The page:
Just Traveling Thru Oslo, Norway
This was our second stop on our 2017 European Adventure (click here to view that trip overview page).
We flew into Oslo from Copenhagen and took the Flytoget train which is the fastest way from Oslo airport to the city center and extremely convenient as the train station was directly below the airport.
We chose Oslo as the start of our “Norway in a Nutshell” tour which allowed us to see some fjords and the Norwegian countryside which was the motivation for this part of the trip. You can find more info about our Norway in a Nutshell tour here.
Interesting Facts about Oslo, Norway
- Oslo residents are Norway’s healthiest.
- Most of Oslo consists of forest.
- The city used to be called Christiania.
- Oslo is the European Green Capital for 2019.
- The Nobel Peace Prize is awarded in Oslo.
- Trafalgar Square's (London) Christmas tree is a gift from Oslo.
- Oslo hosted the Winter Olympics in 1952.
- Oslo is Norway's most ethnically diverse city.
Where is Oslo Norway on the map?
It lies at the head of Oslo Fjord in the southeastern part of Norway. It is north and slightly west of Denmark and it is about 378 miles from Copenhagen to Oslo by car. It is approximately 330 miles west and slightly north of Stockholm Sweden if traveling by car.
Oslo is the capital of Norway and has a population of about 697k as of 2020. The original site of Oslo was actually east of the Aker River. The city was founded by King Harald Hardraade about 1050, and in approximately 1300 the Akershus fortress was built by Haakon V.
Click the map icon above to view an Oslo Norway Map.
Comfort Hotel Grand Central
There are lots of choices for places to stay in Oslo (see our Hotel list link at the bottom of this page). We chose to stay at the Comfort Hotel Grand Central, which was immediately adjacent to the train station. For our purposes this was perhaps the best play to stay in Oslo, Norway. It was so convenient to the trains and transportation for touring the area and right in the downtown area. There was a lot of activity and food options close by, however the rooms were quiet and comfortable. The room was not huge, which is typical in Europe but it was adequate to accommodate our luggage and clean and comfortable. We recommend it for short stays.
We had the hotel name and we knew that it was close to the train station. When we got off the train, we came outside of the station,
and used Celeste's cell phone map app to try and find the hotel, imagine our surprise when we realized it was right there in front of us!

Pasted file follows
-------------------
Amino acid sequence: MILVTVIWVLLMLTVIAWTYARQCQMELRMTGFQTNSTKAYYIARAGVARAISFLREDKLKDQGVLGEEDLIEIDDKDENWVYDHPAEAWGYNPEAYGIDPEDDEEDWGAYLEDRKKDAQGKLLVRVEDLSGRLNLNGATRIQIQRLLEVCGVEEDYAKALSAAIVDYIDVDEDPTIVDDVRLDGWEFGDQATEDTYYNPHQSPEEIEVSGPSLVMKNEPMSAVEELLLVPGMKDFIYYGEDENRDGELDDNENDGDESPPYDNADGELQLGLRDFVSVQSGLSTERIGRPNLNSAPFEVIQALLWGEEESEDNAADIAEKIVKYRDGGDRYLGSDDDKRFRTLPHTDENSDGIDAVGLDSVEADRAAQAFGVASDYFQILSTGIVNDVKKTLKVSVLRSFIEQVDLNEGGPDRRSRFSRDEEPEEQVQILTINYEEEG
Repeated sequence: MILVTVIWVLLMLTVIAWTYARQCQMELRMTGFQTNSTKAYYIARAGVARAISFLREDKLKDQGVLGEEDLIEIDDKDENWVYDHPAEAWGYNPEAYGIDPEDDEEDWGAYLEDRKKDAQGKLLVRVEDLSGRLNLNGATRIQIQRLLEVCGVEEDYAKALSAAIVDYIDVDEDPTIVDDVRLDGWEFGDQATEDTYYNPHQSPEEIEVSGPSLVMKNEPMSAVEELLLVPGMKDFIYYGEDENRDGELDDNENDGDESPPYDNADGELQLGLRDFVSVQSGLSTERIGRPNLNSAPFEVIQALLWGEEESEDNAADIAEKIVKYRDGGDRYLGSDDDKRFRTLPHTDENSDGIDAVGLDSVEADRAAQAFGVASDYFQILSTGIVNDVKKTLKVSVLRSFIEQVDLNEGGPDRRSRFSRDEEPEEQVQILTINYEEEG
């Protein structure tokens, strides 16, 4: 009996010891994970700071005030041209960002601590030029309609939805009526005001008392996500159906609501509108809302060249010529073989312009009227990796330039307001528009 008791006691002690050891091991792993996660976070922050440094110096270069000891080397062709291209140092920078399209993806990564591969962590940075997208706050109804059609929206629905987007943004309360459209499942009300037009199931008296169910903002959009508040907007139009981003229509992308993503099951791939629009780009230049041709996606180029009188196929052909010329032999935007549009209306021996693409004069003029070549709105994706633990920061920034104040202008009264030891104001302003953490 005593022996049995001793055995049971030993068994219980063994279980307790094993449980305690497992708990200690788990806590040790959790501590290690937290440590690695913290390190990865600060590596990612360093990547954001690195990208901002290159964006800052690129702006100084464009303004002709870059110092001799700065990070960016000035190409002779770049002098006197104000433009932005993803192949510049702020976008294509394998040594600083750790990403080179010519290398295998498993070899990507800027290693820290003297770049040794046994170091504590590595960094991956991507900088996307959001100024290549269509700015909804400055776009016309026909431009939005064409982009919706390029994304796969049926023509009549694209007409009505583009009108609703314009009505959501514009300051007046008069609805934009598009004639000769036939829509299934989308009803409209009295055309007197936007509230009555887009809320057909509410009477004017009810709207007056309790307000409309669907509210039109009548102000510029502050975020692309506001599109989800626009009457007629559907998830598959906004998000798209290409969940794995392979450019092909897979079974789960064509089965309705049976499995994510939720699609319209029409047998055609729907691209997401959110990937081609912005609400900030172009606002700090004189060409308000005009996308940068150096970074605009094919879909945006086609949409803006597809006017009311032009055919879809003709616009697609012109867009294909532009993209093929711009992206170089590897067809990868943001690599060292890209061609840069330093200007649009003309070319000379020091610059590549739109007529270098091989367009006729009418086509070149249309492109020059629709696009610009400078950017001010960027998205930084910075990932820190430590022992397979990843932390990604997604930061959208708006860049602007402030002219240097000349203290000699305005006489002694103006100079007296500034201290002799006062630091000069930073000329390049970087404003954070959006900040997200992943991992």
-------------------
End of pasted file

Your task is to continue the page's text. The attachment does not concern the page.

Click here to go to their website.
Jernbanetorget Transportation Center
Our hotel is just around the corner to the left of the bus. The light rail station is underneath the area where the buses are lined up, and
the Oslo Central Train Station is just left of this area as well.
NOTE: This image is the property of Ralf Roletschek via Wikidata
Oslo Opera House
Oslo Opera House: The home of The Norwegian National Opera and Ballet, and the National Opera Theatre in Norway. The building sits on the eastern side of the Oslo Harbor near the Havnepromenade.
The harbor and Opera House were practically in the front yard of our hotel's location, a walk of perhaps 100 yards and we were standing on the harbor seawall.
The museum is most famous for the completely whole Oseberg ship, excavated from the largest known Viking ship burial in the world near Tønsberg in Vestfold County, Norway.
All the Viking ships at this museum were ocean going vessels before they were hauled onto land to be used in burial rituals for their wealthy owners. In the burial mounds, archeologists unearthed skeletons, beautiful wood carvings and a diverse range of artifacts from the fascinating world of the vikings.
Imagine sailing in the North Atlantic in a ship that is approximately 71 feet long with a beam of 16.7
feet? I've travelled through the North Atlantic in a Navy cargo ship that was 500 feet long and we would get
bounced around in ways that would make us all cringe! I cannot begin to imagine how the Vikings could travel
in their much smaller vessels!
Click Here to visit their website.
The #30 Bus from the Oslo Comfort Hotel Grand Central was the method we selected for transport, required approximately 20 minutes.
There isn’t a ski jump in Oslo Norway but the Holmenkollbakken ski jump is about 65 minutes north of Oslo by light rail train via the Jernbanetorget Station. From the train station it was about a 10-15 minute walk up a seriously steep hill.
You can see in image # 1 that the tower is tall; 42 meters in height, and the landing slope is 37 degrees at the steepest and 115 meters long.
Image # 2 gives you an idea of just how steep the ski jump is - the area where the skiers ride down reaches 37 degrees in pitch. This is
the only "all steel" ski jump in the world.
NOTE: Click here to go to the Holmenkollbakken Ski Jump Wikipedia Page.
Getting to the Ski Jump is straight forward, just catch the train from downtown! Trains depart approximately every 15 minutes from Jernbanetorget station and require a 30 minute ride.
We were impressed with Oslo in the short time that we had there. It is architecturally interesting and a beautifully scenic and clean city.
There are numerous museums and it is easy to get around - very walkable and the public transportation system is very good.
Click here to view an article about average temperatures in Oslo, Norway.
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